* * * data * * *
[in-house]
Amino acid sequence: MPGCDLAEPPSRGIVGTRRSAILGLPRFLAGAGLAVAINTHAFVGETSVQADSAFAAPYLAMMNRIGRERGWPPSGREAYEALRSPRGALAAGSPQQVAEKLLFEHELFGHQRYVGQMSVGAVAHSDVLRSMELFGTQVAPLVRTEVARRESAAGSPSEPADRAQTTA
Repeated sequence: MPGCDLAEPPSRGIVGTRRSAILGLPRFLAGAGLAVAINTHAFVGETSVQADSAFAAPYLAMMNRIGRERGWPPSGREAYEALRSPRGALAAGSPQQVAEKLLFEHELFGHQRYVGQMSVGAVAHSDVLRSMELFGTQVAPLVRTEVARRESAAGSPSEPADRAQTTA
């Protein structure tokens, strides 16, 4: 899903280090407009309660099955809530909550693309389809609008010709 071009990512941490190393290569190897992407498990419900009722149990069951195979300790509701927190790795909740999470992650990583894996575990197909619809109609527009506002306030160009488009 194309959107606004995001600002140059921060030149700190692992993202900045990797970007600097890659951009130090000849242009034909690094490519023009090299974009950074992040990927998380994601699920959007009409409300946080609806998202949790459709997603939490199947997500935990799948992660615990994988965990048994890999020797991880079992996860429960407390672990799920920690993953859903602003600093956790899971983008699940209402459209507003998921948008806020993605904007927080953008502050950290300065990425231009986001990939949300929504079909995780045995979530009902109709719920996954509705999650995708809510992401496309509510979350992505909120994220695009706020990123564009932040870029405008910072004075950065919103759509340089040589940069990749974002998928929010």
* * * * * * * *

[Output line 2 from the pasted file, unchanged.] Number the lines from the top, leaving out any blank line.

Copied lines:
Amino acid sequence: MPGCDLAEPPSRGIVGTRRSAILGLPRFLAGAGLAVAINTHAFVGETSVQADSAFAAPYLAMMNRIGRERGWPPSGREAYEALRSPRGALAAGSPQQVAEKLLFEHELFGHQRYVGQMSVGAVAHSDVLRSMELFGTQVAPLVRTEVARRESAAGSPSEPADRAQTTA